ALTHOUGH THE NEXT election in Virginia's 8th Congressional District is more than a year away, it has already turned Fairfax County into a hotbed of political activity in this year's county campaigns. Rep. James P. Moran Jr.'s self-inflicted political troubles have finally stirred up a list of possible challengers in his own Democratic Party, with a ripple effect on this fall's local races. No one has publicly committed to taking on Mr. Moran should he choose to run again, but two potential challengers are hinting strongly and many more are testing the winds. The congressional district has a wealth of seasoned political talent not only from Fairfax -- with 52 percent of the district's voters -- but also from Arlington and Alexandria.

The first to say she might challenge Mr. Moran was state Sen. Leslie L. Byrne of Fairfax, who came out swinging characteristically with a prediction that "a primary fight with Jim Moran would be a blood bath, a bare-knuckled brawl," adding, "There has been incident after incident with Jim, and people are scratching their heads, saying, 'Is this the best representation we can get?' " Ms. Byrne has an added incentive to run: A former member of Congress who reentered the Virginia legislature in 2000, she is now losing her state Senate seat to redistricting.

Within 24 hours of Ms. Byrne's comments came word from veteran politician Katherine K. Hanley, chairman of Fairfax County's Board of Supervisors, that she was exploring a run for Congress. When Ms. Hanley decided to forgo a reelection bid this year, Republicans began focusing more intently on what promises to be a lively June 10 GOP primary contest between School Board member Mychele B. Brickner and former Board of Supervisors chairman John F. "Jack" Herrity for the right to succeed Ms. Hanley. Democrats wasted no time choosing Providence District Supervisor Gerald E. Connolly to take Ms. Hanley's place on the ballot Nov. 4.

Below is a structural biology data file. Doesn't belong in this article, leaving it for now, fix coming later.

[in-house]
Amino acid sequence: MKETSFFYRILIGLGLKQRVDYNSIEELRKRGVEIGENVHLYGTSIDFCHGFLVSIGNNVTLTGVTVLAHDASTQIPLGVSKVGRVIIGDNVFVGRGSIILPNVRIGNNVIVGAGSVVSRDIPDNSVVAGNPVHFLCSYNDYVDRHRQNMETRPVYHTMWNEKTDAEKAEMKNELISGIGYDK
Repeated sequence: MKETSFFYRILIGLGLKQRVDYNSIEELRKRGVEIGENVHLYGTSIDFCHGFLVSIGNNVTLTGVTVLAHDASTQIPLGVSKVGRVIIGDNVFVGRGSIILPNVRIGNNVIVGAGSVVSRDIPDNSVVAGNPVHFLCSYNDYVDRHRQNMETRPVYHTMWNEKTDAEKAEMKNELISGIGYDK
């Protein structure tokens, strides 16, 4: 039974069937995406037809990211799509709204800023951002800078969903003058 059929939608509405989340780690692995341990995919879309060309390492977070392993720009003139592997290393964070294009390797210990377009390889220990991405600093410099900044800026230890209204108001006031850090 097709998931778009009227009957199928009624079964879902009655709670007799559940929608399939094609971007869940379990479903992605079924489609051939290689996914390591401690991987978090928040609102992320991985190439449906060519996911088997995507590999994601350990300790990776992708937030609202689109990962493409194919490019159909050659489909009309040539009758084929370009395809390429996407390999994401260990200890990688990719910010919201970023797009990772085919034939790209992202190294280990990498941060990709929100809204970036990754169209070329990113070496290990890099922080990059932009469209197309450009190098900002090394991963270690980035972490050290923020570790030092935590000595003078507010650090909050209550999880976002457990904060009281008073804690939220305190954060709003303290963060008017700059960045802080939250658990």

The board will undergo significant changes this year no matter who wins. In addition to a scramble to fill the seat being vacated by Mr. Connolly, the Dranesville District will elect a new supervisor to replace Stuart Mendelsohn (R), who is stepping down. Democratic incumbents Catherine M. Hudgins (Hunter Mill) and Penelope A. Gross (Mason) are being challenged by Republican candidates, and in the Sully District, Republican incumbent Michael R. Frey is facing a Democratic challenge. In the Springfield District, Republican incumbent Elaine N. McConnell will take on one or two challengers for the GOP nomination. Still more challengers could join the county fray in other districts this week.

The lead issue in the board races this year looks to be the property tax rate. The board has said it won't raise the rate, but the question is how much the rate will be lowered in the face of soaring assessments. Many of the Republican challengers are from the almost-any-tax-is-bad wing of the party, ready to pledge that under no circumstances would they let property tax bills go up. That position, given the extraordinary budget strains of growing school enrollments, is too rigid; in any case, incumbents as well as challengers ought to be pressed for specifics on what budget cuts they would make and what services need improving.